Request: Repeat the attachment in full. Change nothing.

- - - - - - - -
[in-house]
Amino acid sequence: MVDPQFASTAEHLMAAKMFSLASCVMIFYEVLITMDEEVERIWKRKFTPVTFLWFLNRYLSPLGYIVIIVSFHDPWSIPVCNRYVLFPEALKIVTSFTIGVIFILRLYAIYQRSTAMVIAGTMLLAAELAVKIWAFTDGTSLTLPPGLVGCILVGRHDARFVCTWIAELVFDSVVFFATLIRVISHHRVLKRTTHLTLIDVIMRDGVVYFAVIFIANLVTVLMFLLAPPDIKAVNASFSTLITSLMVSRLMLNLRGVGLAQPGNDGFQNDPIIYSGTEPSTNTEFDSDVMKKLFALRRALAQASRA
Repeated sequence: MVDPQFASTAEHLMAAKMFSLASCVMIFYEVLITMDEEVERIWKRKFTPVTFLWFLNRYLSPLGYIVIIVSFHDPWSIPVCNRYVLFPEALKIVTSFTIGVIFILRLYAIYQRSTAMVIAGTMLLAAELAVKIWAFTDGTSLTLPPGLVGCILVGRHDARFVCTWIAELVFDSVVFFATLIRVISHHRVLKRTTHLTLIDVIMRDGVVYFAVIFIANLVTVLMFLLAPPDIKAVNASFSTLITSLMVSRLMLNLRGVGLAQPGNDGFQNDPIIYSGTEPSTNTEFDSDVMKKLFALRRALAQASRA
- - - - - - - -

[in-house]
Amino acid sequence: MVDPQFASTAEHLMAAKMFSLASCVMIFYEVLITMDEEVERIWKRKFTPVTFLWFLNRYLSPLGYIVIIVSFHDPWSIPVCNRYVLFPEALKIVTSFTIGVIFILRLYAIYQRSTAMVIAGTMLLAAELAVKIWAFTDGTSLTLPPGLVGCILVGRHDARFVCTWIAELVFDSVVFFATLIRVISHHRVLKRTTHLTLIDVIMRDGVVYFAVIFIANLVTVLMFLLAPPDIKAVNASFSTLITSLMVSRLMLNLRGVGLAQPGNDGFQNDPIIYSGTEPSTNTEFDSDVMKKLFALRRALAQASRA
Repeated sequence: MVDPQFASTAEHLMAAKMFSLASCVMIFYEVLITMDEEVERIWKRKFTPVTFLWFLNRYLSPLGYIVIIVSFHDPWSIPVCNRYVLFPEALKIVTSFTIGVIFILRLYAIYQRSTAMVIAGTMLLAAELAVKIWAFTDGTSLTLPPGLVGCILVGRHDARFVCTWIAELVFDSVVFFATLIRVISHHRVLKRTTHLTLIDVIMRDGVVYFAVIFIANLVTVLMFLLAPPDIKAVNASFSTLITSLMVSRLMLNLRGVGLAQPGNDGFQNDPIIYSGTEPSTNTEFDSDVMKKLFALRRALAQASRA